questionsdid you know the us independence day is actually…

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Given that the document says July 4, it probably makes sense to stick with it.

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John Hancock was the first person to sign the Declaration of Independence and he didn't sign it until August 2nd, 1776. On July 2nd Congress declared independence by adopting the Lee Resolution (Richard Henry Lee had introduced a resolution urging Congress to declare independence from Great Britain on June 7th). On July 4th Congress adopted the Declaration of Independence and ordered that it be printed. John Dunlap, an Irish immigrant, is rumored to have spent the better part of that night typesetting and printing the document. These prints are now called "Dunlap Broadsides." Twenty-four copies are known to exist, two of which are in the Library of Congress. One of these was Washington's personal copy.

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@nortonsark: I disagree, we should celebrate on July 2nd-4th. I mean who couldn't use 3 days off in the middle of summer? :)

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Yes, I feel like that was something we learned in oh, maybe 5th grade...but I have to agree with @nortonsark -- document shows July 4th...so, I'll be celebrating on the 4th! (chanting:) USA, USA, USA!
Man, I'm also getting hyped for the Olympics!

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@hossdawg97: there you go! That's the spirit!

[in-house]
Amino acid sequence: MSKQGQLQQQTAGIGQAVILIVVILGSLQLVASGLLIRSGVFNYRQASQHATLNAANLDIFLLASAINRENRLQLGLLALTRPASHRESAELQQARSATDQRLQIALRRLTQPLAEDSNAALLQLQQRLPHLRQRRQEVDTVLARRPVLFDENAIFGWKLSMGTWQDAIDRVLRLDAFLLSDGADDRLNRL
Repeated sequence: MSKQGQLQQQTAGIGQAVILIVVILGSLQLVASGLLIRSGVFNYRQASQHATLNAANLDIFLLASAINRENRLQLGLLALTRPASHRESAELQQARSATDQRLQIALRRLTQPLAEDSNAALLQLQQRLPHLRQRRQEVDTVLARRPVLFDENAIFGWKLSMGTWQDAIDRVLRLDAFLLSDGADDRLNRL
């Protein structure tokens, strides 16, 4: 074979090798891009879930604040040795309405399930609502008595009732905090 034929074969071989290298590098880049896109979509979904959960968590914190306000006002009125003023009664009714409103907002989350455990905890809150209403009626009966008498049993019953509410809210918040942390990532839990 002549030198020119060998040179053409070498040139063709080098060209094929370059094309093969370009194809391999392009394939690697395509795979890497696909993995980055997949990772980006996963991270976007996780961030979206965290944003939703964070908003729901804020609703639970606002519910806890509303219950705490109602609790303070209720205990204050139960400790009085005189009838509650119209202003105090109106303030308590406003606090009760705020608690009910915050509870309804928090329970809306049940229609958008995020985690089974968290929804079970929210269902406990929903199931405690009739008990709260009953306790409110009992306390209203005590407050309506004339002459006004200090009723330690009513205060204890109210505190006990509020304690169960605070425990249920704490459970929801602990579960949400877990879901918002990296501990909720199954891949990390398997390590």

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@nortonsark: Just because the document has a specific date on it and we know it's wrong is the reason we should celebrate it on the wrong date? Sounds logical but I'd rather have people learn the truth and celebrate it on the correct date going forward.

Just because we did something wrong in the past, is that reason to continue doing it wrong into the future?

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@hossdawg97: Even though 24 copies are known to exist, the original July 4th version has been lost.

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@cengland0: As far as actual dates go you could argue that September 3, 1783 (the signing of the Treaty of Paris) is the true date of U.S. independence from Great Britain and should be celebrated.

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@hossdawg97: And then we had a second "War of Independence" during the War of 1812

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This is almost as upsetting as finding out that Pluto was no longer a planet.

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@eraten: What? Pluto is no longer a planet? That was my favorite one.

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July 4th has a better sound to it. I mean, really, "Hotter than the 2nd of July" just isn't the same.

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@cengland0: And the only one named after a dog. :)

@jsimsace: Plus, the Meat Puppets or Nirvana would have to redo Lake of Fire, and that isn't likely to happen. So best stick with the 4th.